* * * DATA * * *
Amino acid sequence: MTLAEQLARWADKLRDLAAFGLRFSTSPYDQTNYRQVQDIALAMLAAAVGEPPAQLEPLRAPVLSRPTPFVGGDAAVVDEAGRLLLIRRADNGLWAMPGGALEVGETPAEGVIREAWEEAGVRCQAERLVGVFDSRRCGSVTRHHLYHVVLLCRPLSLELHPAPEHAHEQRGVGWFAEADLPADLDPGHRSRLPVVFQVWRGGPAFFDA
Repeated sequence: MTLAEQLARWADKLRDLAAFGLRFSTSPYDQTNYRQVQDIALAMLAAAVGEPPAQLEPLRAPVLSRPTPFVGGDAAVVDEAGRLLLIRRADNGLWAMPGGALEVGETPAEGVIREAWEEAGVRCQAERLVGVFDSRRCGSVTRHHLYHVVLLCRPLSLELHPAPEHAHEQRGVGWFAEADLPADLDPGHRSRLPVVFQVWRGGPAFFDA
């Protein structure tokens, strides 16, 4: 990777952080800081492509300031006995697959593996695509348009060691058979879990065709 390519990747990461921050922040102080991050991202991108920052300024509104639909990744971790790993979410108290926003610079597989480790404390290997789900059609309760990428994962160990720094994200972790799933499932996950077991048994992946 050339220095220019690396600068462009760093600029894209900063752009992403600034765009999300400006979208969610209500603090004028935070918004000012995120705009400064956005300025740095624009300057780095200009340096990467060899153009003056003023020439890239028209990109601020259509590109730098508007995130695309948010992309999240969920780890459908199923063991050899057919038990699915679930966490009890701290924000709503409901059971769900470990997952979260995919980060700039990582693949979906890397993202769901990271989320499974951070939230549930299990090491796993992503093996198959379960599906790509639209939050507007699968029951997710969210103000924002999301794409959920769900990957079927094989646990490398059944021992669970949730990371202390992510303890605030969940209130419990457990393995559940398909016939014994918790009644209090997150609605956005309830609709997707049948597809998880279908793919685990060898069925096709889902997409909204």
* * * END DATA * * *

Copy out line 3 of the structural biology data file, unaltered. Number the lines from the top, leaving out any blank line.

């Protein structure tokens, strides 16, 4: 990777952080800081492509300031006995697959593996695509348009060691058979879990065709 390519990747990461921050922040102080991050991202991108920052300024509104639909990744971790790993979410108290926003610079597989480790404390290997789900059609309760990428994962160990720094994200972790799933499932996950077991048994992946 050339220095220019690396600068462009760093600029894209900063752009992403600034765009999300400006979208969610209500603090004028935070918004000012995120705009400064956005300025740095624009300057780095200009340096990467060899153009003056003023020439890239028209990109601020259509590109730098508007995130695309948010992309999240969920780890459908199923063991050899057919038990699915679930966490009890701290924000709503409901059971769900470990997952979260995919980060700039990582693949979906890397993202769901990271989320499974951070939230549930299990090491796993992503093996198959379960599906790509639209939050507007699968029951997710969210103000924002999301794409959920769900990957079927094989646990490398059944021992669970949730990371202390992510303890605030969940209130419990457990393995559940398909016939014994918790009644209090997150609605956005309830609709997707049948597809998880279908793919685990060898069925096709889902997409909204």